Pilot program on decentralization in Sierra Leone
Local councils were reintroduced into Sierra Leone in 2004 and were given the responsibility for local development and supervision of local public services. There is considerable debate in Sierra Leone and other countries about the extent to which development funds should be decentralized to councils as well as what role, if any, Members of Parliament should take in development. The current roles and responsibilities of MPs focus many on legislation and oversight of the executive with little emphasis on development. However, MPs have lobbied for a more direct development role including through a “Constituency Development Fund” which MPs could use for development projects in their constituency, similar to those seen in Kenya and India. At the same time, supporters of decentralization suggest that decentralization should go below Local Councils with development grants going directly to wards (the political unity at which an individual councilor is elected).
This ongoing debate in Sierra Leone reflects key points of contention in the general discussion of the pros and cons of decentralization. More decentralized units, and those in charge of them, are likely to have an information advantage over more centralized units. Councilors live in their ward and have much more regular contact with local people (Casey, 2014) than MPs who usually live in Freetown. However, decentralization does not allow for economies of scale in purchasing and management and levels of education and capacity tend to be lower for councilors than MPs. This difference in capacity is to some extent inevitable because there is more competition to be an MP and the population from whom the MP can be drawn is larger. One potential compromise that might maintain local knowledge while enabling the benefit of economies of scale is to allocate funds to groups of councilors. However, this approach comes with the cost of requiring coordination between several actors.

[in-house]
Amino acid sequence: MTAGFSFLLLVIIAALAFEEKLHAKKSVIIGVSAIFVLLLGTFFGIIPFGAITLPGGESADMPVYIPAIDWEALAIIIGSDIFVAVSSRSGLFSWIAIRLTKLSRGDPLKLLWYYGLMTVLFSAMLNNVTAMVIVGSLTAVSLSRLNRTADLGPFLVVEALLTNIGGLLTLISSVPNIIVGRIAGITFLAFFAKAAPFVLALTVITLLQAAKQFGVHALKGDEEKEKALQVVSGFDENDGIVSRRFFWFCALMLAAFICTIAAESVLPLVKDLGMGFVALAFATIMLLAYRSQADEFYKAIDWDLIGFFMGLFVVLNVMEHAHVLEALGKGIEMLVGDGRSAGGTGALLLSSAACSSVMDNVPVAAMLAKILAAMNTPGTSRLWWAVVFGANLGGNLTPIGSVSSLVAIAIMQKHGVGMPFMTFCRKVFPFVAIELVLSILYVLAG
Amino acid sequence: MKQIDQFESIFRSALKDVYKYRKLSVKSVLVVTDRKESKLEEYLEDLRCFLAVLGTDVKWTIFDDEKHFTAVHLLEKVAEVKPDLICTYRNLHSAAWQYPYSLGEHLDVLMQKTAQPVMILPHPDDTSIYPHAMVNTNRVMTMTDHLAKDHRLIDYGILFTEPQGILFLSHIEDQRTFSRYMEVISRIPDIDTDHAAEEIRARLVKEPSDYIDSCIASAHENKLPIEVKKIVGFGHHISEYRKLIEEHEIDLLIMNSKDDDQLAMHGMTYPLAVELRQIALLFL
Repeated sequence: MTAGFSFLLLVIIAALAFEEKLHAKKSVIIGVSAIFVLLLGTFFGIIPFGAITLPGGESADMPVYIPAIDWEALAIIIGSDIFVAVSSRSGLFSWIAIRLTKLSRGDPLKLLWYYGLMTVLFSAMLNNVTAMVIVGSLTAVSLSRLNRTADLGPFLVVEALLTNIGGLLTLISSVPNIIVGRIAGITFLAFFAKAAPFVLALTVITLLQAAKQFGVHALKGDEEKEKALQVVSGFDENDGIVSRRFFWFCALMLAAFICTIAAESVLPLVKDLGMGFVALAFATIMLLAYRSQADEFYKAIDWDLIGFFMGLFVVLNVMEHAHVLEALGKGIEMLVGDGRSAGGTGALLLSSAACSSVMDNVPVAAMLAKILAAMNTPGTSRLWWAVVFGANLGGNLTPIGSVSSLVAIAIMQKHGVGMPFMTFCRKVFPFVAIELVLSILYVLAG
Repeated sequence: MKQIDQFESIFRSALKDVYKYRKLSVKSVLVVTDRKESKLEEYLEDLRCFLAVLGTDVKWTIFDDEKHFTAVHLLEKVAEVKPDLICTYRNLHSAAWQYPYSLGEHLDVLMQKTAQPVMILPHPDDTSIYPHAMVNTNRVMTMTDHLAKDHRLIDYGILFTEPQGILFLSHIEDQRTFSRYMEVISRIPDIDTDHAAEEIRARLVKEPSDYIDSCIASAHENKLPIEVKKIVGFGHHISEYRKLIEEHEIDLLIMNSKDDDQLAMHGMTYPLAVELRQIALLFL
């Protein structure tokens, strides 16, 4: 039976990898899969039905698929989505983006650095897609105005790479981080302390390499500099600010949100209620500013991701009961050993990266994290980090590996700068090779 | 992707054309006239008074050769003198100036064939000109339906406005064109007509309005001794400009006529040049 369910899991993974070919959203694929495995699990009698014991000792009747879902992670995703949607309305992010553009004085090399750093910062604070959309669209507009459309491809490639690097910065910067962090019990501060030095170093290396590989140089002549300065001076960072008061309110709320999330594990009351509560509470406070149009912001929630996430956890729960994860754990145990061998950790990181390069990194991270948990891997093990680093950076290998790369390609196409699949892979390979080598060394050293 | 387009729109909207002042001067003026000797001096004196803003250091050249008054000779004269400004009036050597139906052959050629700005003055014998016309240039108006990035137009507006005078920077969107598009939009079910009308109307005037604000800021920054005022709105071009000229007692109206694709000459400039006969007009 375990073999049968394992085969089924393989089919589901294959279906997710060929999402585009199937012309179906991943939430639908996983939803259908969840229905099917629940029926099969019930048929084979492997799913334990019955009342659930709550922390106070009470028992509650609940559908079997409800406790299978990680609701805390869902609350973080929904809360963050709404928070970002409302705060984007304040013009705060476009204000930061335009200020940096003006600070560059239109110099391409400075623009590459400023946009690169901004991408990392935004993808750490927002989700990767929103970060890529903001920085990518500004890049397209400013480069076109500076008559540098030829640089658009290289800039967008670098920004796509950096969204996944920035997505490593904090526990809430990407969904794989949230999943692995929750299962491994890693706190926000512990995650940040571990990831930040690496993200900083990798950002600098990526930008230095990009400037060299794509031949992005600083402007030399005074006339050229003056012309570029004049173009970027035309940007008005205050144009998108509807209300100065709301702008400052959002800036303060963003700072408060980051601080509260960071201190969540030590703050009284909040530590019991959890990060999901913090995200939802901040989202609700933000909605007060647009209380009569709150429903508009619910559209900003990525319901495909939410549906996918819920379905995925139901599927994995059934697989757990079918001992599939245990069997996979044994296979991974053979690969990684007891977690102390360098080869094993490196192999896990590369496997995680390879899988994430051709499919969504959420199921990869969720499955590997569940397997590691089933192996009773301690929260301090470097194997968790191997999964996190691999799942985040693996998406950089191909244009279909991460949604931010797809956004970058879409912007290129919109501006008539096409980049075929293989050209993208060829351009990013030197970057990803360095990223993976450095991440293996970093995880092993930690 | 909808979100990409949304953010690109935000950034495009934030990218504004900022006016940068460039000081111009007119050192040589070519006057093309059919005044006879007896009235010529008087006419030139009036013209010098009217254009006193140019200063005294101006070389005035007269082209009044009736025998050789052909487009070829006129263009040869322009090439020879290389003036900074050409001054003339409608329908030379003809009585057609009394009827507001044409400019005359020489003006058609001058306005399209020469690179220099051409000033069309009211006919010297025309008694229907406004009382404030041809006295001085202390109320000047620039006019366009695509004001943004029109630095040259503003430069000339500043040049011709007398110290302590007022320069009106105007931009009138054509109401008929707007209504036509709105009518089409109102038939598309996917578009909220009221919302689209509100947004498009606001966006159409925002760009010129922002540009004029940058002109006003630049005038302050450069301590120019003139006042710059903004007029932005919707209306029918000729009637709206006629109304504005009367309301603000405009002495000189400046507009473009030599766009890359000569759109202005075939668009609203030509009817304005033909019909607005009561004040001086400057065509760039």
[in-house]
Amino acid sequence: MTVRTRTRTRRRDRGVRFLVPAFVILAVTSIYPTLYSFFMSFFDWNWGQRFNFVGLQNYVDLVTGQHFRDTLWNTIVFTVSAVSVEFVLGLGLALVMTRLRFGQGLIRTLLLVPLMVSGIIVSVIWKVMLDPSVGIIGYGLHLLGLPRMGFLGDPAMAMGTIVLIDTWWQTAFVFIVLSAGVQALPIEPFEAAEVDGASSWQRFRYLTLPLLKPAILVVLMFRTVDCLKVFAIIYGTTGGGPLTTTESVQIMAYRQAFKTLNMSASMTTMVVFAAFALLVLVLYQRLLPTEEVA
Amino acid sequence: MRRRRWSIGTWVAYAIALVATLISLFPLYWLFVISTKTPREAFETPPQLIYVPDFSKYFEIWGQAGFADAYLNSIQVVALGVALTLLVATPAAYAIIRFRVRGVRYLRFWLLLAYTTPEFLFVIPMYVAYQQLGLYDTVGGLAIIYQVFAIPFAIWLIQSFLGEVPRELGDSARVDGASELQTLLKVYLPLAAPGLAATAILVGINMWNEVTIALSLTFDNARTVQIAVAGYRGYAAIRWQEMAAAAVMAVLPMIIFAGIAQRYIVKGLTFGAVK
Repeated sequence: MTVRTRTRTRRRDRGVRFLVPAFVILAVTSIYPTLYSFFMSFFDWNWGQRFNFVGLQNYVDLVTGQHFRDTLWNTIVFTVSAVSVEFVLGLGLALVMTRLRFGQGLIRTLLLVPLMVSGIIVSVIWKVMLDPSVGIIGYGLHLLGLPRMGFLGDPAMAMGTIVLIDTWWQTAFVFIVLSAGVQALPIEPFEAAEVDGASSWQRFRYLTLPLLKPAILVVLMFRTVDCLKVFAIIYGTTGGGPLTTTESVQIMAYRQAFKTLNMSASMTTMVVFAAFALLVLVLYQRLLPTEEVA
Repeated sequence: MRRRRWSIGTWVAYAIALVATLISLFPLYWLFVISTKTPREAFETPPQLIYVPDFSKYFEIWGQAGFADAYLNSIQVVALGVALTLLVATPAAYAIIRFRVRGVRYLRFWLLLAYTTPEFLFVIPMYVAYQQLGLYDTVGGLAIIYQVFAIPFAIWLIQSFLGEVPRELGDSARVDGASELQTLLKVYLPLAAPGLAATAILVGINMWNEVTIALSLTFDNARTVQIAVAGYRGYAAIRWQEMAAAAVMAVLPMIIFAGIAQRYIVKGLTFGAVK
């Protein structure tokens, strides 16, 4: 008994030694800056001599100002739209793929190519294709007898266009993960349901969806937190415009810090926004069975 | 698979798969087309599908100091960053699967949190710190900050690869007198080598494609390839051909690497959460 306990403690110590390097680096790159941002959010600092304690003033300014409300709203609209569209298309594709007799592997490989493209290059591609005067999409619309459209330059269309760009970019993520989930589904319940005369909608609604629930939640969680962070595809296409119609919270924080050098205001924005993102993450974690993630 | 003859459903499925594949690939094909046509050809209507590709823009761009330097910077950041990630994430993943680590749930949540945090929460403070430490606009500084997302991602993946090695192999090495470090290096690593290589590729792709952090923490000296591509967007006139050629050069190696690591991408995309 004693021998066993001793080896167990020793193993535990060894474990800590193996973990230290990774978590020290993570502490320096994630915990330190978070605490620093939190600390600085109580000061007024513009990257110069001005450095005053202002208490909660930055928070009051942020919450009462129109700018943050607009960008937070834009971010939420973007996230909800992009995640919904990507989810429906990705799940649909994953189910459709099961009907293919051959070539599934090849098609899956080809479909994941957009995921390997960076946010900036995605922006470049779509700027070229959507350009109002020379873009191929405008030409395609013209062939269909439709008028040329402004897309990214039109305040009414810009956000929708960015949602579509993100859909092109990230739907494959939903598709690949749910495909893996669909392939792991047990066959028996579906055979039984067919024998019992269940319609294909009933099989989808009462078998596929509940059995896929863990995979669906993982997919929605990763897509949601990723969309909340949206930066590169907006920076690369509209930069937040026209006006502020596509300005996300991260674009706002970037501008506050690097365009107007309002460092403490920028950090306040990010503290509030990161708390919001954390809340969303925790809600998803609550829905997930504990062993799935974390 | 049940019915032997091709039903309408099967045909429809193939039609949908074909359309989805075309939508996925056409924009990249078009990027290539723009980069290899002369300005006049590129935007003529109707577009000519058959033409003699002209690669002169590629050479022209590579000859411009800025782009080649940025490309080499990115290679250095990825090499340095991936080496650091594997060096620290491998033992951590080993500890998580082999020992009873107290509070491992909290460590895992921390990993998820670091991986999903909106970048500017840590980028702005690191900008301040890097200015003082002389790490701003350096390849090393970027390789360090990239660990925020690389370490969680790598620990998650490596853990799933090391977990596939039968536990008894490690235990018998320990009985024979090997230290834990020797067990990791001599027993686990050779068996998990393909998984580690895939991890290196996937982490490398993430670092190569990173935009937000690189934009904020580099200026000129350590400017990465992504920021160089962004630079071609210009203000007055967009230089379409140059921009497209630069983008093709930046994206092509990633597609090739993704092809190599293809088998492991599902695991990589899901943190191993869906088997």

In this pilot we plan to assess the feasibility of an evaluation of the relative effectiveness of MPs and Local Councilors in administering targeted development grants. The objective of the evaluation would also be to understand the mechanisms through which one or other approach is more effective. In particular, how important are differences in capacity and what is the role of economies of scale? MPs, collections of councilors, and individual councilors will be given grants to improve education outcomes in particular wards and/or constituencies. Some councilors will also be given access to “coaches” who will provide advice and support to councilors as they draw up and implement plans to use the education grants. This intervention will help determine the extent to which lower capacity on the part of councilors can be offset by support and training.